Green method developed for making artificial spider silk

July 10, 2017
Credit: University of Cambridge

A team of architects and chemists from the University of Cambridge has designed super-stretchy and strong fibres which are almost entirely composed of water, and could be used to make textiles, sensors and other materials. The fibres, which resemble miniature bungee cords as they can absorb large amounts of energy, are sustainable, non-toxic and can be made at room temperature.

This new method not only improves upon earlier methods of making , since it does not require high energy procedures or extensive use of harmful solvents, but it could substantially improve methods of making of all kinds, since other types of synthetic fibres also rely on high-energy, toxic methods. The results are reported in the journal Proceedings of the National Academy of Sciences.

Spider is one of nature's strongest materials, and scientists have been attempting to mimic its properties for a range of applications, with varying degrees of success. "We have yet to fully recreate the elegance with which spiders spin silk," said co-author Dr Darshil Shah from Cambridge's Department of Architecture.

The fibres designed by the Cambridge team are "spun" from a soupy material called a hydrogel, which is 98% water. The remaining 2% of the hydrogel is made of silica and cellulose, both naturally available materials, held together in a network by barrel-shaped molecular "handcuffs" known as cucurbiturils. The chemical interactions between the different components enable long fibres to be pulled from the gel.

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Researchers have designed a super stretchy, strong and sustainable material that mimics the qualities of spider silk, and is 'spun' from a material that is 98 percent water. Credit: University of Cambridge

The fibres are pulled from the hydrogel, forming long, extremely thin threads - a few millionths of a metre in diameter. After roughly 30 seconds, the water evaporates, leaving a which is both strong and stretchy.

"Although our fibres are not as strong as the strongest spider silks, they can support stresses in the range of 100 to 150 megapascals, which is similar to other synthetic and natural silks," said Shah. "However, our fibres are non-toxic and far less energy-intensive to make."

The fibres are capable of self-assembly at , and are held together by supramolecular host-guest chemistry, which relies on forces other than covalent bonds, where atoms share electrons.

"When you look at these fibres, you can see a range of different forces holding them together at different scales," said Yuchao Wu, a PhD student in Cambridge's Department of Chemistry, and the paper's lead author. "It's like a hierarchy that results in a complex combination of properties."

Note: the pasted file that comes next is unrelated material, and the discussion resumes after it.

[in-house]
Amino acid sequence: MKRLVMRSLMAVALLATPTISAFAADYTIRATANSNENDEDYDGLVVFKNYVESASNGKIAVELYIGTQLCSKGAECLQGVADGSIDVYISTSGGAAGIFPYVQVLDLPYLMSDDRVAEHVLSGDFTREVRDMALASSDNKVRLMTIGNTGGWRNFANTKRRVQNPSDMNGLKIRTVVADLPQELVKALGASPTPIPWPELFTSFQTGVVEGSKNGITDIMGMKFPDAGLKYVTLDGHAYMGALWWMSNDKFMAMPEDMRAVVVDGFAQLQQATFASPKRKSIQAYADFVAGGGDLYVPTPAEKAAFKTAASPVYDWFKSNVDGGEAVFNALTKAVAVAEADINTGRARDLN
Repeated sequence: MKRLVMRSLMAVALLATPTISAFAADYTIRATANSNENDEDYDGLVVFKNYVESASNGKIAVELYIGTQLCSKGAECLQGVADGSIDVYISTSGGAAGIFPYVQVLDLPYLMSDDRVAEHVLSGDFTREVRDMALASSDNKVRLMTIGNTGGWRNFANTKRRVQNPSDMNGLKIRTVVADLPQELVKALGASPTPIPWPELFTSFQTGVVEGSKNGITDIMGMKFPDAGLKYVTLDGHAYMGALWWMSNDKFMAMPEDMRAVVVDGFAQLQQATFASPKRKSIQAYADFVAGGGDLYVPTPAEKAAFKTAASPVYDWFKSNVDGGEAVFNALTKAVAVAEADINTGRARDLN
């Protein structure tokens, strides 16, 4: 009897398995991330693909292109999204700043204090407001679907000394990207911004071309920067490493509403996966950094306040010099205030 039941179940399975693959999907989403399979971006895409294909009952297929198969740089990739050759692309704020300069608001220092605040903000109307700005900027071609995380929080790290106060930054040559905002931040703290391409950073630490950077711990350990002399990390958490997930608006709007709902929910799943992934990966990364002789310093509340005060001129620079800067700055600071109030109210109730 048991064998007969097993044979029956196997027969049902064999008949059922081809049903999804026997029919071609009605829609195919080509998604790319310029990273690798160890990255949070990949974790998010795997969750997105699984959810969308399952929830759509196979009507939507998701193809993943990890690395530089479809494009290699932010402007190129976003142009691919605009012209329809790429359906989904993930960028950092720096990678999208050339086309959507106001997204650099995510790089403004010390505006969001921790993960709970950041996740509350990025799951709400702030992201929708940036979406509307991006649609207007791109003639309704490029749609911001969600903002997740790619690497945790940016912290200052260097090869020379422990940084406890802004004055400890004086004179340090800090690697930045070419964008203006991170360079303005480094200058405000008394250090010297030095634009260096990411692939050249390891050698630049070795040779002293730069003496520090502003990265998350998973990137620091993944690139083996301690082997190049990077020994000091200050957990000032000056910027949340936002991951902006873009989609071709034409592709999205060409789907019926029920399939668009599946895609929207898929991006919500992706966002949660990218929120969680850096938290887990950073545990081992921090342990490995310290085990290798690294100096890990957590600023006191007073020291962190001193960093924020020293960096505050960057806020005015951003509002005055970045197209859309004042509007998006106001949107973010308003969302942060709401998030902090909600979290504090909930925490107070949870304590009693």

Credit: University of Cambridge

The strength of the fibres exceeds that of other synthetic fibres, such as cellulose-based viscose and artificial silks, as well as natural fibres such as human or animal hair.

In addition to its strength, the fibres also show very high damping capacity, meaning that they can absorb large amounts of energy, similar to a bungee cord. There are very few synthetic fibres which have this capacity, but high damping is one of the special characteristics of . The researchers found that the damping capacity in some cases even exceeded that of natural silks.

"We think that this method of making fibres could be a sustainable alternative to current manufacturing methods," said Shah. The researchers plan to explore the chemistry of the fibres further, including making yarns and braided fibres.

Explore further: Making fabric from wood

More information: Yuchao Wu el al., "Bioinspired supramolecular fibers drawn from a multiphase self-assembled hydrogel," PNAS (2017). www.pnas.org/cgi/doi/10.1073/pnas.1705380114

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lifeinthetrees
not rated yet Jul 13, 2017
Silica gel... with cellulose in it, tree fiber, is giving us strong fiber? Will it be a rubbery material, like silicone rubber? ... cotton is made of cellulose too, and trees never evolved to be very stretching along the fibers, although they do have access to silicon too. Perhaps they can provide videos showing some of the material threaded as string with a weight on it. For the moment, the researchers could be hiding major flaws of their project results.

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